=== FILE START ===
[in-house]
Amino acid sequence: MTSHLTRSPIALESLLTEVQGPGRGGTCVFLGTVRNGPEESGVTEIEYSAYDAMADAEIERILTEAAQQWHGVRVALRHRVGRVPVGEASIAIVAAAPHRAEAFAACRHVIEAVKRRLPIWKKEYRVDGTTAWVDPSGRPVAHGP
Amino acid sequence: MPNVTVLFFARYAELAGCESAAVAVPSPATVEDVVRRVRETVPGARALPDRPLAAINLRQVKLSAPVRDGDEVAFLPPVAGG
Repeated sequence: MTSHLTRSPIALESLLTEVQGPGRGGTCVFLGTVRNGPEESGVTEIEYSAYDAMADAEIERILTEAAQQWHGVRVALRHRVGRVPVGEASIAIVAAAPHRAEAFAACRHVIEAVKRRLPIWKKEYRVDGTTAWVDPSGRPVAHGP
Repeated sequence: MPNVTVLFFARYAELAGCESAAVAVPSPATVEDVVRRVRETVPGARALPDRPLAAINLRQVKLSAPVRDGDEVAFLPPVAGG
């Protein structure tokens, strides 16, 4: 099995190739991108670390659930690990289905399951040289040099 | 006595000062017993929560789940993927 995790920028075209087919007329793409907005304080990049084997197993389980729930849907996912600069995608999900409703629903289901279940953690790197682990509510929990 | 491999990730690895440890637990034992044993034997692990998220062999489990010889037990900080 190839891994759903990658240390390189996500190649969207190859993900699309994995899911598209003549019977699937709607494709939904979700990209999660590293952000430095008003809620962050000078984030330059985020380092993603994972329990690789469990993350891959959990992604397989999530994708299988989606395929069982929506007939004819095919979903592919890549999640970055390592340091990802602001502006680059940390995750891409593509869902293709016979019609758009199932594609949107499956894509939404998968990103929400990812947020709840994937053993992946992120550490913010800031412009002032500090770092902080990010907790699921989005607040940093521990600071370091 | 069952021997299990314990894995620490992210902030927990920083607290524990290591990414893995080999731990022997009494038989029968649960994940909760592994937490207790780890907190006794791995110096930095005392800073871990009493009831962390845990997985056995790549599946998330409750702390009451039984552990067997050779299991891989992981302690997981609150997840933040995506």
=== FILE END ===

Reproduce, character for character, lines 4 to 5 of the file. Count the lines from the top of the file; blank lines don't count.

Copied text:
Repeated sequence: MTSHLTRSPIALESLLTEVQGPGRGGTCVFLGTVRNGPEESGVTEIEYSAYDAMADAEIERILTEAAQQWHGVRVALRHRVGRVPVGEASIAIVAAAPHRAEAFAACRHVIEAVKRRLPIWKKEYRVDGTTAWVDPSGRPVAHGP
Repeated sequence: MPNVTVLFFARYAELAGCESAAVAVPSPATVEDVVRRVRETVPGARALPDRPLAAINLRQVKLSAPVRDGDEVAFLPPVAGG